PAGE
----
The Arab merchants and traders became the carriers of the new religion and they propagated it wherever they went. 

It was with the advent of Islam that the Arabs became a prominent cultural force in the world. 

Islam in Bulgaria can be traced back to the mid-9th Century when there were Islamic missionaries in Bulgaria, evidenced by a letter from Pope Nicholas to Boris of Bulgaria calling for the extirpation of Saracens.

Pioneer Muslim missionaries to the Kenyan interior were largely Tanganyikans, who combined their missionary work with trade along the centres began along the railway line such as Kibwezi, Makindu and Nairobi.

Outstanding among them was Maalim Mtondo Islam in Kenya, a Tanganyikan credited with being the first Muslim missionary to Nairobi. 

Reaching Nairobi at the close of the 19th Century, he led a group of other Muslims and enthusiastic missionaries from the coast to establish a ‘Swahili village’ in present-day Pumwani.  A small mosque was built to serve as a starting point and he began preaching Islam in earnest. He soon attracted several Kikuyus and Wakambas who became his disciples.

In 1380, Karim ul’Makhdum, the first Arabian Islamic missionary, reached the Sulu archipelago and Jolo in the Philippines and established Islam in the country. 

In 1390, the Minangjabau’s Prince Rajah Baguinda and his followers preached Islam on the islands.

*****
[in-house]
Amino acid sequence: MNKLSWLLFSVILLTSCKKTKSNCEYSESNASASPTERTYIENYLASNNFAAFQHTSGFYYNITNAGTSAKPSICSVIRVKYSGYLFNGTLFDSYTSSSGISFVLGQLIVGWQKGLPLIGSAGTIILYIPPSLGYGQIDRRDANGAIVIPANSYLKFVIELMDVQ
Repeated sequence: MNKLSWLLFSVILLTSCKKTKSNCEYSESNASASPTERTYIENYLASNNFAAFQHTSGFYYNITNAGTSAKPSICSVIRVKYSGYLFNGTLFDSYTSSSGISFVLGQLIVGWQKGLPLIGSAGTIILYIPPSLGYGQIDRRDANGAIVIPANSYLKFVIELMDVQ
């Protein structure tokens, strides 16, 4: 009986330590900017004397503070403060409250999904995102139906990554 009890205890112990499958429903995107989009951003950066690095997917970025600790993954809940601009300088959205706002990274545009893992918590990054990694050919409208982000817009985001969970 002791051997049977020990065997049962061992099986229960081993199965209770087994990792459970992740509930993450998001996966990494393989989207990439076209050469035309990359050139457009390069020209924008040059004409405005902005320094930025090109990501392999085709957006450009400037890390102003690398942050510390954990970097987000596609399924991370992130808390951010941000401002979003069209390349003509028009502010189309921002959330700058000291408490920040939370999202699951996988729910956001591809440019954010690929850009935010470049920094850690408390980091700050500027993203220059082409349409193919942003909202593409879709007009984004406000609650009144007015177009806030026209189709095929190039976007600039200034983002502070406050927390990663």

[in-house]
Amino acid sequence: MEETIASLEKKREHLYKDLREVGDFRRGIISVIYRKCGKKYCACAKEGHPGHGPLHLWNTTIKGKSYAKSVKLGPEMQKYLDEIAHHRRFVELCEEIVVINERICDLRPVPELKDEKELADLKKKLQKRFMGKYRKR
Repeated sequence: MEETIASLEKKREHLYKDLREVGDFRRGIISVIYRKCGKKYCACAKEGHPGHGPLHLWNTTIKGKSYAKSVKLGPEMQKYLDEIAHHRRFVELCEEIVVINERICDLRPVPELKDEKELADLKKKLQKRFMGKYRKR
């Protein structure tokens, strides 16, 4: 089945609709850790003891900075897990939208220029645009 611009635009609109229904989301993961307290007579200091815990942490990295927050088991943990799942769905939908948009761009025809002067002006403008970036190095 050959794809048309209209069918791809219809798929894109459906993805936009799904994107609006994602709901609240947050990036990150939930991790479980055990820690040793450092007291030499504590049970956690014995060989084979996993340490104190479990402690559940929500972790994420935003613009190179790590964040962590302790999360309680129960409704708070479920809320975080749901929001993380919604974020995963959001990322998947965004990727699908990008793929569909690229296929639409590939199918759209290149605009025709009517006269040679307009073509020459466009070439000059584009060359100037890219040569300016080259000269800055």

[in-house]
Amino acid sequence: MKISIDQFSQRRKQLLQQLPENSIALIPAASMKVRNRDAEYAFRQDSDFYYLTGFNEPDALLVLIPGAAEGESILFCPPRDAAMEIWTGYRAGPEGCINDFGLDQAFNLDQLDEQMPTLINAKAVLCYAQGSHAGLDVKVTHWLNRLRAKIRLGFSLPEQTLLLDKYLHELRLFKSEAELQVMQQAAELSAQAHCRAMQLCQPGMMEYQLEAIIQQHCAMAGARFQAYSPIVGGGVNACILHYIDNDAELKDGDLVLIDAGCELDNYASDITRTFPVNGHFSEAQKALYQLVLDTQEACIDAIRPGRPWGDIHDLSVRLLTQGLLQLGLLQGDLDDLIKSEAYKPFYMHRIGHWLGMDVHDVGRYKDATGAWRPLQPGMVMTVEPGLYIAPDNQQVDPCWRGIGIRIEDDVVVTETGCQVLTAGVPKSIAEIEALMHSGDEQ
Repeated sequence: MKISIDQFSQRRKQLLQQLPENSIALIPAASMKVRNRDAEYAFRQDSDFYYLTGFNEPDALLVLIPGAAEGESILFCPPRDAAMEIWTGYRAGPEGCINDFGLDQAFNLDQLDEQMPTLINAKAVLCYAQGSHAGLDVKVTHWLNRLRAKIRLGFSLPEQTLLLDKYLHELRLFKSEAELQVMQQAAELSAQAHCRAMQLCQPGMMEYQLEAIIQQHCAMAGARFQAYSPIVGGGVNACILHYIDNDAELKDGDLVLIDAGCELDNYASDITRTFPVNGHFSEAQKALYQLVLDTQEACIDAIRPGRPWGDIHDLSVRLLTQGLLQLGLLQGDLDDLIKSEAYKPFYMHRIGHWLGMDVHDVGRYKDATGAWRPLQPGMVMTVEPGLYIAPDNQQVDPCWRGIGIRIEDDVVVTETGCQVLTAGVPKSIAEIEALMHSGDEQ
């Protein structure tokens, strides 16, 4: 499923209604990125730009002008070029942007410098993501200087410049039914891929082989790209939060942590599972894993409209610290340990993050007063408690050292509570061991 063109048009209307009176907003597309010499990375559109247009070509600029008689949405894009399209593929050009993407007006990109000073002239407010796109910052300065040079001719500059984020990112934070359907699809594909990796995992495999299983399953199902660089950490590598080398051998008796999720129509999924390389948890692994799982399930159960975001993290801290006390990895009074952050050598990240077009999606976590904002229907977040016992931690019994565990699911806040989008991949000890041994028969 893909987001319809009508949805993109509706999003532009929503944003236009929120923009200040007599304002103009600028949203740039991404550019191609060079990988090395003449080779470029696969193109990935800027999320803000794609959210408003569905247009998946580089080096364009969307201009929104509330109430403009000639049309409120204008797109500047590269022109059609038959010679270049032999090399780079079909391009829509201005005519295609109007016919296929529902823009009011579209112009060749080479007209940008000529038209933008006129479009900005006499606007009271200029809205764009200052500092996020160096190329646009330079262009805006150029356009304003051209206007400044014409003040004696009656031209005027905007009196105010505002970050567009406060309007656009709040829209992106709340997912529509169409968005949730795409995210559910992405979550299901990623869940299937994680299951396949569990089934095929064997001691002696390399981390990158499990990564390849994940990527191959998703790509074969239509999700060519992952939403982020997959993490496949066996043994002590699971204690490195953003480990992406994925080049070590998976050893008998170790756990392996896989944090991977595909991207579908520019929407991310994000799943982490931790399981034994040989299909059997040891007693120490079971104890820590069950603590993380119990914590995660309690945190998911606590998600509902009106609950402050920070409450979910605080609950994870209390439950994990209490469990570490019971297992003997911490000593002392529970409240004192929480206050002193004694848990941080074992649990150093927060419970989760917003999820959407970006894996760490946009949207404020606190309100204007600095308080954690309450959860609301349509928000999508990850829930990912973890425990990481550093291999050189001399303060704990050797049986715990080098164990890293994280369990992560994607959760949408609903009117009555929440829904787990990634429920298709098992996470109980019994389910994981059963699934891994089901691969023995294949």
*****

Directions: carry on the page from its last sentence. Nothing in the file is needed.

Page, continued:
In the 14th Century, the Sheik Karimal Makdum Mosque was the first mosque established in the Philippines on Simunul in Mindanao.  

Subsequent settlements by Arab missionaries travelling to Malaysia and Indonesia helped strengthen Islam in the Philippines and each settlement was governed by a datu, rajah and a sultan.  

Islamic provinces founded in the Philippines included the Sultanate of Maguindanao, Sultanate of Sulu and other parts of the southern Philippines.

Missionary work in the US has increased greatly in the last 100 years, with much of the recent demographic growth driven by conversion.  

Currently, one-third of American Muslims are African American who have converted to Islam during the last 70 years.  

Conversion to Islam in prisons and in large urban areas has also contributed to Islam’s growth over the years.

Dr Michelina Andreucci is a Zimbabwean-Italian researcher, industrial design consultant and is a published author in her field.  For comments e-mail: linamanucci@gmail.com